By Janet Klug
Spring is just around the corner, or at least that is my wishful thinking. It is a good time to begin venturing outdoors again.
One of my very favorite springtime things to do is jump in the car and go for a ride. You don't have to go far to find something interesting that will eventually remind you of your stamp collection.
A few weeks ago, my husband and I were out for a drive. We were not more than 15 miles from our home when we became hopelessly lost driving on a road that was not on any of the maps we had with us. We passed through a ghost town, whose abandoned buildings showed evidence of once being a general store, a church and a post office.
A post office — there is a challenge. First I had to find out what the town's name was to see if I could find a cover sent from the ghost town post office. I am working my way through this now, but so far without success.
In the 19th century, small towns sprang up at crossroads and along stagecoach routes. In my home state of Ohio, the building of canals and, later, railroads created new towns and villages to serve travelers and handle freight.
Some of those places still exist. Some might even still have post offices. It is fun to explore and see what you can find. Best of all, it is usually an affordable pursuit.
My local post office is Pleasant Plain, Ohio, in Warren County. It is a rural area, perhaps not quite in the middle of nowhere, but certainly close to it.
The earliest Pleasant Plain postmark I have been able to find is on the 1878 cover shown in Figure 1.
Peter C. Spurling was postmaster, and the post office had been in operation for 27 years at that time. Pleasant Plain was — and still is — on a rail line. Although trains still barrel through Pleasant Plain, they no longer stop at the old depot, which now houses a tractor parts supply distributor.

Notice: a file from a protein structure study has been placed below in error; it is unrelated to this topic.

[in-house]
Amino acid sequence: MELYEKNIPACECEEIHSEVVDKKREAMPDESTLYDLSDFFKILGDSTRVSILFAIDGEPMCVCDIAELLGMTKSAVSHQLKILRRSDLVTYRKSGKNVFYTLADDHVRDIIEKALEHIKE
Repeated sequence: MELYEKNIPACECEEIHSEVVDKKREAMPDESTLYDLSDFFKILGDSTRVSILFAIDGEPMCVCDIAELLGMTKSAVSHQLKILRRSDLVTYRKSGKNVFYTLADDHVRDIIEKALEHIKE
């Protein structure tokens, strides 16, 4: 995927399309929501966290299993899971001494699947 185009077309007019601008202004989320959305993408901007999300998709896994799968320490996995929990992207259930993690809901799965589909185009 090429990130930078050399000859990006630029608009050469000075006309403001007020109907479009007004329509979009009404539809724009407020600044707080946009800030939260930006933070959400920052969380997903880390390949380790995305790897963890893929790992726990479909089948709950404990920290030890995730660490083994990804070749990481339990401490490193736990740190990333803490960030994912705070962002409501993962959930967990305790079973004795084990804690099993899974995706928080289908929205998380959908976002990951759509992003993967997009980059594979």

Sometimes your search for philatelic collectibles is aided tremendously by stopping in at little country shops that tout antiques for sale.
They often have boxes of old correspondence or picture postcards from local sources. It is always worth a look, and you never know what you will find.
Some folks have great luck at yard sales. I readily admit I have never gone to a yard sale, but that doesn't mean I won't sometime in the future if the mood strikes me. Treasures are waiting to be found. You might as well be the one who finds them.
Stopping at small town mom-and-pop stores and rural post offices is a great way to meet the locals and ask about the history.
People love it when you take an interest in their hometown, and you will get some great stories that way.
Take your camera along and record what you see. Take pictures of the post offices you visit. Get a local postmark. They can be hard to find these days, but you can always ask the postal clerk for a handcancel with the post office's name, instead of having your letter or card bundled in with the mail that will get a sprayed-on cancel at the central processing facility.
Linn's associate editor Jay Bigalke did just that recently, producing the postcard shown in Figure 2.
The postcard bears a double-ring Nov. 10, 2007, St. Paris, Ohio, circular postmark. St. Paris is a village in Champaign County with a population of about 2,000 and its own post office.
Bigalke's tongue-in-cheek cachet on this postcard shows a view of the Eiffel Tower from a slightly larger town with a similar name.
Researching small towns, villages and ghost towns is easier than it once was because of the resources available on the Internet.
The United States Postal Service's web site has a compendium of postmasters and dates they served. Check it out at www.usps.com/postmasterfinder.
Local, county and state historical societies are good resources for researchers. If you come in with some materials to show them, you might find someone who is nearly as excited about your research as you are.
The fastest way to get excited about the stamps and postal history of your hometown might be to take the broad view and start by acquiring all of the stamps that have been issued that pertain to your home state.